Numerical Modeling of Oil Containment By a Boom

In Proc. 19th Arctic and Marine Oilspill Program Tech. Seminar AMOP, Calgary, Alberta, Canada, June 96), pps. 343-376. Environment Canada, Canada.

Stephan T. Grilli               and       Zhimin Hu                                       Malcolm L. Spaulding    

Associate Professor                     Postdoctoral Res. Associate          Professor and Chair

Department of Ocean Engng.                                           
niversity of Rhode Island                                    
Narragansett, RI 02882, USA                            

Abstract :  

This work is part of a research project, funded by the U.S. Coast Guard  (Oil Pollution Research Grant Program}, U.S. Department of Transportation, Grants No. DTRS57-94-G-00076 (FY94) and DTRS57-95-G-00065 (FY95).}, aimed at developing a hydrodynamic model of {\em oil containment} by booms. The main goal of the project is to use the model to analyze oil containment failure mechanisms causing substantial loss of oil under the boom. Due to its more catastrophic nature, the failure mode referred to as critical accumulation is the main object of the study.

An extensive literature review was conducted for interfacial instabilities between two fluids and for oil containment failure problems. Based on this review, a hierarchy of modeling strategies was proposed. The Phase I model was developed, implemented, and tested as part of this project. Other models are being developed as continuations of this project.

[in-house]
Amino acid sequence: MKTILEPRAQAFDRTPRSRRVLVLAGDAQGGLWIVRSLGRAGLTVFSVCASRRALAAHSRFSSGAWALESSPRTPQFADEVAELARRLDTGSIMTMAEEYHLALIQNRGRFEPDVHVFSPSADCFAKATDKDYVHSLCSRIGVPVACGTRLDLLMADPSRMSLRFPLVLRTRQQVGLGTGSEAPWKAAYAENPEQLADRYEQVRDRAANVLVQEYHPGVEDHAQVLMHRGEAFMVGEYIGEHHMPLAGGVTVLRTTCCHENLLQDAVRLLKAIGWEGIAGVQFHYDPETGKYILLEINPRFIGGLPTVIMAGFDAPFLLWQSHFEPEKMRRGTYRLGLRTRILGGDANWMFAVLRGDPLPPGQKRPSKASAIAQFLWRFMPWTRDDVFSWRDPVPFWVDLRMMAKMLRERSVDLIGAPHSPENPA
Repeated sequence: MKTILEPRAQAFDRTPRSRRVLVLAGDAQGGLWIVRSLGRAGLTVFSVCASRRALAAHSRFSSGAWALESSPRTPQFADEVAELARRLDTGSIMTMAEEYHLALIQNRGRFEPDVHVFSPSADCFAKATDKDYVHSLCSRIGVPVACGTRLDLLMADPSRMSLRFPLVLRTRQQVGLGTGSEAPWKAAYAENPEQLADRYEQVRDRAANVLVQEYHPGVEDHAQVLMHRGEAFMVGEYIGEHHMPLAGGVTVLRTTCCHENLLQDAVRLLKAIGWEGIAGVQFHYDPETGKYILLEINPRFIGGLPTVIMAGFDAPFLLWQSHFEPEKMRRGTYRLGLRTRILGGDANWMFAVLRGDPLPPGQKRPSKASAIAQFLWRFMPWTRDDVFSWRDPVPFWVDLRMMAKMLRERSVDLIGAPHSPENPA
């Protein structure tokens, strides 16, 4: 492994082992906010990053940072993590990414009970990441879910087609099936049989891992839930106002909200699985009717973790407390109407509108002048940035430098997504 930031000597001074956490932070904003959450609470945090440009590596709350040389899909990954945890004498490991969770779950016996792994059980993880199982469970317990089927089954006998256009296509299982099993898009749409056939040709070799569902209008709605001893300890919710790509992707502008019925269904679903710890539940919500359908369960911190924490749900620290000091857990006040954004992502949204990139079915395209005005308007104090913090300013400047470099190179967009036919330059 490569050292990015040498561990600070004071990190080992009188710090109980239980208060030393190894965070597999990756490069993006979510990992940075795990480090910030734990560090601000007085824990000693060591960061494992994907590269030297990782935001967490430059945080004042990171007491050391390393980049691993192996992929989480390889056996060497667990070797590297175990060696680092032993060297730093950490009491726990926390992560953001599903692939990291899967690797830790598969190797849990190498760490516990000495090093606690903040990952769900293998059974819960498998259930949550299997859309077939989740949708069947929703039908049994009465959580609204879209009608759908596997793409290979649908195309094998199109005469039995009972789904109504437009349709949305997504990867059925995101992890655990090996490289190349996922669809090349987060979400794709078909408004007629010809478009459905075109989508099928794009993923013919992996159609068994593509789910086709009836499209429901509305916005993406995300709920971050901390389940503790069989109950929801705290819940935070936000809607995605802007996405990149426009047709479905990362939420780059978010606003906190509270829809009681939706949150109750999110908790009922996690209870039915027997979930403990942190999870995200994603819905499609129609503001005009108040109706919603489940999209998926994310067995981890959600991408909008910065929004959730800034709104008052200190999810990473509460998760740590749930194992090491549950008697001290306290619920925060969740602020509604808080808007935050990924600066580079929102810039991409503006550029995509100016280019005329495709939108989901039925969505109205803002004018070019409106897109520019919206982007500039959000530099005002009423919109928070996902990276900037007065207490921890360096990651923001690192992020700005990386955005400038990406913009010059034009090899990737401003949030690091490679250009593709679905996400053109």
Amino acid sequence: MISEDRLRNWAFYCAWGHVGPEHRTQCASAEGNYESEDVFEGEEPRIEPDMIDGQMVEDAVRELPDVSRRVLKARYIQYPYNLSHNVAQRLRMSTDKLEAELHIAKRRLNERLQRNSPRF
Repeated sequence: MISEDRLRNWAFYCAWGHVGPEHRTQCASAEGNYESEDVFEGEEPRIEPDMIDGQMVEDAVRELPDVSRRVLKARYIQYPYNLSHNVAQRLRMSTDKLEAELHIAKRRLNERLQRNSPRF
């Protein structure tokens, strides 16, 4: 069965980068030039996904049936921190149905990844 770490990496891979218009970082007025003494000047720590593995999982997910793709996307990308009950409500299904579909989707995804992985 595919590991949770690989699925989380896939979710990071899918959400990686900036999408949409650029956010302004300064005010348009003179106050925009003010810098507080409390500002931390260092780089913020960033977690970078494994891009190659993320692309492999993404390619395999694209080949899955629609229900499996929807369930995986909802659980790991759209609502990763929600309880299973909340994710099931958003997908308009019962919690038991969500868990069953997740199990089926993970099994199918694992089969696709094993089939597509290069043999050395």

The Phase I model uses piecewise-constant vortex sheets (VS) to represent the oil-water interface in a contained oil slick. Biot-Savart's law is used to calculate flow velocities induced by vorticity distributions in the VSs. An evolution equation is derived for time updating vorticity along VSs, including the effects of inertia, gravity, oil and water density differences, and surface tension at the interface. Higher-order modeling of the VS's geometry is introduced, based on 4th-order sliding polynomials and cubic splines.

The idealized case of a periodic Kelvin-Helmholtz instability is first solved to test and validate the principal numerical algorithms in the model. The pure headwave instability case (i.e., without a boom) is then solved. Model calculations are found to be both stable and accurate. Computational results are qualitatively similar to other published results. Applications of the model to more realistic cases of oil containment by a boom are then presented.

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